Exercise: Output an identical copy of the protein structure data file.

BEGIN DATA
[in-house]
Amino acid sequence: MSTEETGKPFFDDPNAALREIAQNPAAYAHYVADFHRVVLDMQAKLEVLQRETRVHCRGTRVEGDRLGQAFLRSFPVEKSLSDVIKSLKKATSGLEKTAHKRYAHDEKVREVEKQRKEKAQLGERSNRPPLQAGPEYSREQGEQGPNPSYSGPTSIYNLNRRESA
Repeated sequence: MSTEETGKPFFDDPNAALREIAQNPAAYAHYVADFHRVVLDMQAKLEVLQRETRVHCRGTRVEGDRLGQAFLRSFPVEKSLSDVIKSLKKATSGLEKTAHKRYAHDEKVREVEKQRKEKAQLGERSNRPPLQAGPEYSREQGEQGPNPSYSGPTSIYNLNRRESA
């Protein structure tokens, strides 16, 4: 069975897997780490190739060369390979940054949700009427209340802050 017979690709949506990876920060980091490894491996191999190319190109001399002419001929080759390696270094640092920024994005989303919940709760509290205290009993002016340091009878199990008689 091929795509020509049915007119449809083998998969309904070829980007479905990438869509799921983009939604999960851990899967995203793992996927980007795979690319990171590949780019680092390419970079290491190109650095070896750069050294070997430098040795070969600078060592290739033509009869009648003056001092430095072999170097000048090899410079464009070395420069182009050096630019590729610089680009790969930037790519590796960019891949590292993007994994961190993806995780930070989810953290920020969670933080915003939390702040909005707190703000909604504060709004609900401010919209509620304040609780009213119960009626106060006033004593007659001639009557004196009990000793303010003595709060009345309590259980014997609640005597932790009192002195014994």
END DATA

[in-house]
Amino acid sequence: MSTEETGKPFFDDPNAALREIAQNPAAYAHYVADFHRVVLDMQAKLEVLQRETRVHCRGTRVEGDRLGQAFLRSFPVEKSLSDVIKSLKKATSGLEKTAHKRYAHDEKVREVEKQRKEKAQLGERSNRPPLQAGPEYSREQGEQGPNPSYSGPTSIYNLNRRESA
Repeated sequence: MSTEETGKPFFDDPNAALREIAQNPAAYAHYVADFHRVVLDMQAKLEVLQRETRVHCRGTRVEGDRLGQAFLRSFPVEKSLSDVIKSLKKATSGLEKTAHKRYAHDEKVREVEKQRKEKAQLGERSNRPPLQAGPEYSREQGEQGPNPSYSGPTSIYNLNRRESA
């Protein structure tokens, strides 16, 4: 069975897997780490190739060369390979940054949700009427209340802050 017979690709949506990876920060980091490894491996191999190319190109001399002419001929080759390696270094640092920024994005989303919940709760509290205290009993002016340091009878199990008689 091929795509020509049915007119449809083998998969309904070829980007479905990438869509799921983009939604999960851990899967995203793992996927980007795979690319990171590949780019680092390419970079290491190109650095070896750069050294070997430098040795070969600078060592290739033509009869009648003056001092430095072999170097000048090899410079464009070395420069182009050096630019590729610089680009790969930037790519590796960019891949590292993007994994961190993806995780930070989810953290920020969670933080915003939390702040909005707190703000909604504060709004609900401010919209509620304040609780009213119960009626106060006033004593007659001639009557004196009990000793303010003595709060009345309590259980014997609640005597932790009192002195014994």